James D. Clark of Lipscomb, Ala.
According to reports the shoot
ing took place when the police of
ficer halted a car" which he had
pursued from Bessemer to Lips
comb, a suburb between Bessemer
Finch’s Writings
An editorial which appeared a
few months ago in the Jackson
State Times under the caption
“Finch Personifies Racial Good
Will” apparently met with much
favor throughout the land since
the national news bulletin of the
Northwestern University Alumni
Association gave space to portions
of the editorial in a recent issue of
the alumni news.
The entire editorial was carried
in the news letter of the Phi Delta
Kappa Fraternity (Upsilon Chap
and Birmingham. He was found
dying by officers who heard him
scream over his patrol car radio,
“I am shot in the stomach.”
According to reports the youth
shot the officer with his own gun
as he sought to arrest him, then
took the gun along with some of
: the dying officer’s ammunition.
Following his arrest the youth
was turned over to Alabama of
(Continued on Page Seven)
Get Wide Notice
ter). Principal Finch of Finch
High at Centreville states that he
has received congratulatory mes
sages from readers in nine north
ern and mid-western states about
the editorial.
Also appearing in the Jackson
State Times ,a short while ago was
“Lasting Moments With Dr. Car
ver”, from the pen of Principal
Finch. This article brought edi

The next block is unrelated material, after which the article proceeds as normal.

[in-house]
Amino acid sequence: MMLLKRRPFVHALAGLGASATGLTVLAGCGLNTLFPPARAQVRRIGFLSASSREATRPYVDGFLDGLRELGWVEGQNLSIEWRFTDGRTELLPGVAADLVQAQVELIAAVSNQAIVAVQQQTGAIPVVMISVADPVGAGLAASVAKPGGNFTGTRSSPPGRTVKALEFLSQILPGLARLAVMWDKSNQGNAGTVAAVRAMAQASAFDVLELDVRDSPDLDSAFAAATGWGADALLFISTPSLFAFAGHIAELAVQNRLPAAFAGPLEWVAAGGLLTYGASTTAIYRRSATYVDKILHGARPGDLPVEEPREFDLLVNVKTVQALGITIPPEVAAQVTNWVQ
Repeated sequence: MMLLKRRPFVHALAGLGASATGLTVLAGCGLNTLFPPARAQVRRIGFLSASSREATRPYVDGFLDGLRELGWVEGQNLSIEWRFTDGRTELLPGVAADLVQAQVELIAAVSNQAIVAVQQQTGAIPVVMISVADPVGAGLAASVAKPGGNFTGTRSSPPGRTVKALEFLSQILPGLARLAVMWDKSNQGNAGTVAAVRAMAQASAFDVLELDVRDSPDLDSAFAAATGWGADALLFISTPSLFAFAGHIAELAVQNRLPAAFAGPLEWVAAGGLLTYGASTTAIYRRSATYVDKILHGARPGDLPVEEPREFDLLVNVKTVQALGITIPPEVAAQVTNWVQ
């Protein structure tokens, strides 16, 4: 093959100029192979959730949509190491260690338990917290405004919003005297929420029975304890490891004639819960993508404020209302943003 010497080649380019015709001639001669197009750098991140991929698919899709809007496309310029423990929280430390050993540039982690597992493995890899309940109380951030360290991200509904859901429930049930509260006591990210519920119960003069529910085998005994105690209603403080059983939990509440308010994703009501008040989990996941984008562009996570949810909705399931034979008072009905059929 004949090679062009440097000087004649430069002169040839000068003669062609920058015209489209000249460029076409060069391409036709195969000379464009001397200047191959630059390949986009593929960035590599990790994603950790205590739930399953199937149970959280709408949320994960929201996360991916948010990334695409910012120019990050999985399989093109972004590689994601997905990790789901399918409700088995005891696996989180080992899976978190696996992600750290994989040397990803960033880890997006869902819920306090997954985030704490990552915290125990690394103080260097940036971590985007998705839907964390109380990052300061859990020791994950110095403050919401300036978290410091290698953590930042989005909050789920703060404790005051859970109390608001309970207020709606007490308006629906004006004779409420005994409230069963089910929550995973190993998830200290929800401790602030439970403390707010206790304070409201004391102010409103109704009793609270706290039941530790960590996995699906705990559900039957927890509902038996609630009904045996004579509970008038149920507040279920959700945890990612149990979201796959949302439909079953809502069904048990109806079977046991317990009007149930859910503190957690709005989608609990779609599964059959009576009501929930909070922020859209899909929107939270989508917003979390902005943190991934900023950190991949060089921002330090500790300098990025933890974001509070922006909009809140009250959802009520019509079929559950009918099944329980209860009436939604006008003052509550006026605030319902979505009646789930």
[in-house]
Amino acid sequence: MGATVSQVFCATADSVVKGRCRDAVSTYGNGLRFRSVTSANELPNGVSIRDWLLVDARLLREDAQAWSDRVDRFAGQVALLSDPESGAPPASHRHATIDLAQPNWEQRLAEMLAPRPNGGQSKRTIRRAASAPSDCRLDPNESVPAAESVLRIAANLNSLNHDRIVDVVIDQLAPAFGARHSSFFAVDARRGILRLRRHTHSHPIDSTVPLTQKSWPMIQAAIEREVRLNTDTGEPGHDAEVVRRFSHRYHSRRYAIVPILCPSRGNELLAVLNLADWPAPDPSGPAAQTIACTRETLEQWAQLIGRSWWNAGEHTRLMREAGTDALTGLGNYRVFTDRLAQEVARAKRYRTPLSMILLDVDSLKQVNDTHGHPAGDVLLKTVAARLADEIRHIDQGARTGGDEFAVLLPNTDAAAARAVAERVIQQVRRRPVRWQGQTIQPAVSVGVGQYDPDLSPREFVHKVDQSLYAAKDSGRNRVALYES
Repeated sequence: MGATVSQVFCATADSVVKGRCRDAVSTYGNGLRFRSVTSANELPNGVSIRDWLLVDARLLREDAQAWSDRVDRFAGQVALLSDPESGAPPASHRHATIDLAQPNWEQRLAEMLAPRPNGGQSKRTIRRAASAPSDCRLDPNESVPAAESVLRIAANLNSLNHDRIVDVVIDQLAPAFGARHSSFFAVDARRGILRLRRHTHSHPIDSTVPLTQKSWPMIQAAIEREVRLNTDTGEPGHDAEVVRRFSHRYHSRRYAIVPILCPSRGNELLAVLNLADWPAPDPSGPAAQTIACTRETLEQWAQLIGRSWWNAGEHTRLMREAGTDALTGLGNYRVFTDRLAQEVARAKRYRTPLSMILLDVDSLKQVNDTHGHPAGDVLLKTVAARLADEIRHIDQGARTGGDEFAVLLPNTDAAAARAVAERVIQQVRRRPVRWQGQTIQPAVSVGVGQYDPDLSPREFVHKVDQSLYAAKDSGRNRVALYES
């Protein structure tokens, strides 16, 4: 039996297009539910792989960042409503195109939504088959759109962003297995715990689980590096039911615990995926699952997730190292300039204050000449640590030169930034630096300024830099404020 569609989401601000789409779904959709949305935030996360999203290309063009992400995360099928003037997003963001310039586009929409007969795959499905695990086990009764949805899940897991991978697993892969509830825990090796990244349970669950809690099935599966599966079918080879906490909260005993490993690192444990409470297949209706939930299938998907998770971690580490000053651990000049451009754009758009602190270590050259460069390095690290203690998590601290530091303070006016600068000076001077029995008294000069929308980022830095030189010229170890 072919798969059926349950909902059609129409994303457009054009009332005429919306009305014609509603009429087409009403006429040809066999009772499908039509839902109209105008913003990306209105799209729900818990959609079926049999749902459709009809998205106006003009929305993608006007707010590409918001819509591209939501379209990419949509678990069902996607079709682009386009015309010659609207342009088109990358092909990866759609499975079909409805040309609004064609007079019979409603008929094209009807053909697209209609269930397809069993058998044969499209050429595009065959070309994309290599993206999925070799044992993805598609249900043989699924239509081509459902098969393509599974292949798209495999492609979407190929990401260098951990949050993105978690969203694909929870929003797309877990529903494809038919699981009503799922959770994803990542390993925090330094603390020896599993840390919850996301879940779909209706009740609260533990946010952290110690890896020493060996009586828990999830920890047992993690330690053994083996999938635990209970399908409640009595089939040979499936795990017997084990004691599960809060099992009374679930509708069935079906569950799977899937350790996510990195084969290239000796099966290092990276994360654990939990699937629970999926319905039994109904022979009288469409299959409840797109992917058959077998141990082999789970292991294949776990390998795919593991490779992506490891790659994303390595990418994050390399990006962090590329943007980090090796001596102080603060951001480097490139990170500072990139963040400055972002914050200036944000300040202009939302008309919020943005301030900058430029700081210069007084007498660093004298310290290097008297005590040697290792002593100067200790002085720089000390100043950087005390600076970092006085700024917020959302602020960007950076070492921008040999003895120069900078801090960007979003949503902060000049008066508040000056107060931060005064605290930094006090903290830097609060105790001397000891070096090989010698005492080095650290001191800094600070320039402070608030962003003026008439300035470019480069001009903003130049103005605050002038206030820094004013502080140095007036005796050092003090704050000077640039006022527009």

torials in the Natchez Times,
Natchez Democrat, and the Me
(Continued on Page Seven)
Baltimore, Md.—Dr. Martin D.
Jenkins of Morgan State College
has been appointed by President
Eisenhower to his recently estab
lished Citizens’ Advisory Commit
tee on Fitness of American Youth.
The Morgan president is one of
a group of 130 prominent citizens
representing the entire United
States named to the committee,
whose function it is to “consider
and evaluate existing and pros*
pective governmental and private
measures conducive to the achieve
ment of a happier, healthier and
a more completely fit American
It is the second committee to
which Dr. Jenkins has been ap
pointed by President Eisenhower.
The educator served in 1956 on
President Eisenhower’s Commis
sion on Veterans’ Pensions.
White Man
Charged With
Shooting Negro
Holly Springs, Mississippi July
16—- Billy Jeter, 32, a Memphis
white man, has been charged with
assault and battery with intent to
kill following the shooting of a
Holly Springs Negro Friday, of
(Continued on Page Six)